THEY might not be household names but campaigners are trying to get more blue plaques to remember the history-making women from the region.

The Durham Women's Banner Group, which started last year with the mission of creating a new banner to carry at the Miners' Gala, is now trying to find ways of recognising some of the women who have made history in County Durham.

The Northern Echo:

Laura Daly, from the Women's Banner Group, who chaired the hustings event at Durham Miners' Hall

Backed by Lancaster University's Remembering Resistance project, they are campaigning to have new blue plaques put up to remember the feats of women like Darlington abolitionist and suffragist Elizabeth Pease Nichols, the 17,000 "Aycliffe Angels" who worked round the clock during the Second World War to make munitions and decorated war nurse Kate Maxey, from Spennymoor.

The Northern Echo:

Mackenzie Austin and Zoe Wilkinson, who are both pupils at Belmont Community School, nominated Darlington reformer Elizabeth Pease Nichol

On Saturday a hustings event was held at Durham Miners' Hall at Redhills, to choose which women should be put forward.

The winning nomination, by Belmont Community School pupils Mackenzie Austin, 15, and Zoe Wilkinson, 15, was for reformer Elizabeth Pease Nichol.

The group is going to contact Darlington Borough Council to see if they can get a blue plaque for her in her home town.

As a result of a three-way tie for second place, the group has decided to apply for three more plaques to recognise the achievements of County Durham women Kate Maxey, Bella Lawson, from Chester-le-Street, and the Aycliffe Angels.

Maxey, nominated by Lynn Gibson, served as a nurse on the Western Front during the First World War. Seriously wounded during a bombing raid in 1918, she continued to work while lying injured and was eventually honoured with the Military Medal and Royal Red Cross Medal, and was one of the first recipients of the Florence Nightingale Medal.

The Northern Echo:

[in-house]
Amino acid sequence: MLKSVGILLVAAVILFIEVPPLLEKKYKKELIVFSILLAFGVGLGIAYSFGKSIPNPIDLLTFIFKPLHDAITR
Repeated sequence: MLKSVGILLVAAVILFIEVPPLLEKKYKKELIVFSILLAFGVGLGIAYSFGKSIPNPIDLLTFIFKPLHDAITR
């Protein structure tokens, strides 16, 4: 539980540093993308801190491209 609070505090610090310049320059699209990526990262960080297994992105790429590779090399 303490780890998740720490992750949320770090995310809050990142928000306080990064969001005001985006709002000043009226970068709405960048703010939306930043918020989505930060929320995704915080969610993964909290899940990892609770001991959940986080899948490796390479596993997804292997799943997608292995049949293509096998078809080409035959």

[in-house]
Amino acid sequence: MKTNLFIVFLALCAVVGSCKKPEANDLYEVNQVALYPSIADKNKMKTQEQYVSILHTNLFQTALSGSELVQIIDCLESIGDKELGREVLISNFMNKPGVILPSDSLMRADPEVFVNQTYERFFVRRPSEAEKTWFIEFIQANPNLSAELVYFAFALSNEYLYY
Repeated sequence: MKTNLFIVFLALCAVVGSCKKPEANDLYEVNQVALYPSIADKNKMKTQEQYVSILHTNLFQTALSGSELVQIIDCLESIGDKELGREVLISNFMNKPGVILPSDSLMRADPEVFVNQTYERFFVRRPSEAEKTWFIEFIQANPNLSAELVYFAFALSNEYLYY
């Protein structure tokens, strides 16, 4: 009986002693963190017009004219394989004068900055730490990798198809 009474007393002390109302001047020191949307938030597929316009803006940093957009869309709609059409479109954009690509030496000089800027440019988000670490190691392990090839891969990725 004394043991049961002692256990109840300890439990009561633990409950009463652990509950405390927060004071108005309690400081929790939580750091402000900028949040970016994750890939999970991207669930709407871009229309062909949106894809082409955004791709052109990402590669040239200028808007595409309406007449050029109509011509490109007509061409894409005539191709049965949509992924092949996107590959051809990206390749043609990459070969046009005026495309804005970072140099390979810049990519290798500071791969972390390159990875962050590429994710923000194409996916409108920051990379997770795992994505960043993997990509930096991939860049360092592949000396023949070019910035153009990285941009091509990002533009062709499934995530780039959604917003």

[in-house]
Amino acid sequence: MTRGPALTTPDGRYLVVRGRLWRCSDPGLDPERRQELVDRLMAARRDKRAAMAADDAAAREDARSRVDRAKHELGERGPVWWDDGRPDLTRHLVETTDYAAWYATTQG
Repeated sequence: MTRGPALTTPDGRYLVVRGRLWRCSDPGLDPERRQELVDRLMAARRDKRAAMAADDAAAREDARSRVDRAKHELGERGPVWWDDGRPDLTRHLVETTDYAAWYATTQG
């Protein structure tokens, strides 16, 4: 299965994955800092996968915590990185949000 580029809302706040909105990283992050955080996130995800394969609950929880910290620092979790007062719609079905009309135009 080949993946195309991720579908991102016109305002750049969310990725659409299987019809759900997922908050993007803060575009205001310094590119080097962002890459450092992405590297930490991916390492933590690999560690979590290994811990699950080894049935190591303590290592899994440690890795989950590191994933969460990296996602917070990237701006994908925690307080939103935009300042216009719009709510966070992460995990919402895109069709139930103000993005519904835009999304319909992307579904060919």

Dorothy Rand, nominating Bella Lawson for the honour

Lawson, nominated by Dorothy Rand, was the founder and organiser of one of the first child welfare clinics in County Durham and spent most of her life campaigning on various issues, including women's suffrage.

Laura Daly, from the Women's Banner Group, said: "We've always said we want to recognise women from all walks of life. This is about trying to do that with women in history.

"It's a hugely important thing we're doing but a lot of people don't realise how important it is.

"There are so many blue plaques but the huge majority are for men and buildings. We want to change that in County Durham.

"A lot of the people who we are talking about no-one has heard of but they have done some incredible things and they need to be remembered."

The Northern Echo:

Mary Stratford nominated Annie Errington, from Sacriston

There were also nominations for Sacriston miner’s wife Annie Errington, who was part of a delegation which travelled to Russia to collect funds and support for the 1926 general strike and Wolsingham astronomer and navigation expert Janet Taylor, who was one of the very few women working as a scientific instrument maker in the UK in the 19th century.

The final nomination was for Hannah Porter, a seamstress and miner's wife who was born in Great Lumley, died in Trimdon Colliery and lived part of her life in Shadforth.

The mother of seven, whose husband went to mine in Australia in a bid to keep the family, faced a lifetime of hard work and poverty.

Mary Turner, who put her forward, said: "She did nothing special in the way some of these women did.

"What she did was she held her family together. I just feel she really represents so much of what we are as part of the women's banner group.

The Northern Echo:

Hannah Porter was nominated by Mary Turner

"It's the power of women like that which makes Durham strong."

There are a number of blue plaques in the county, but none are dedicated to a woman.

Among those recognised in County Durham are Charles Dickens, who spent time in Barnard Castle researching his novel Nicholas Nickleby, methodist preacher John Wesley and James Finlay Weir Johnston, a Scottish agricultural chemist who formed a grammar school in Durham, now known as Durham Johnston School.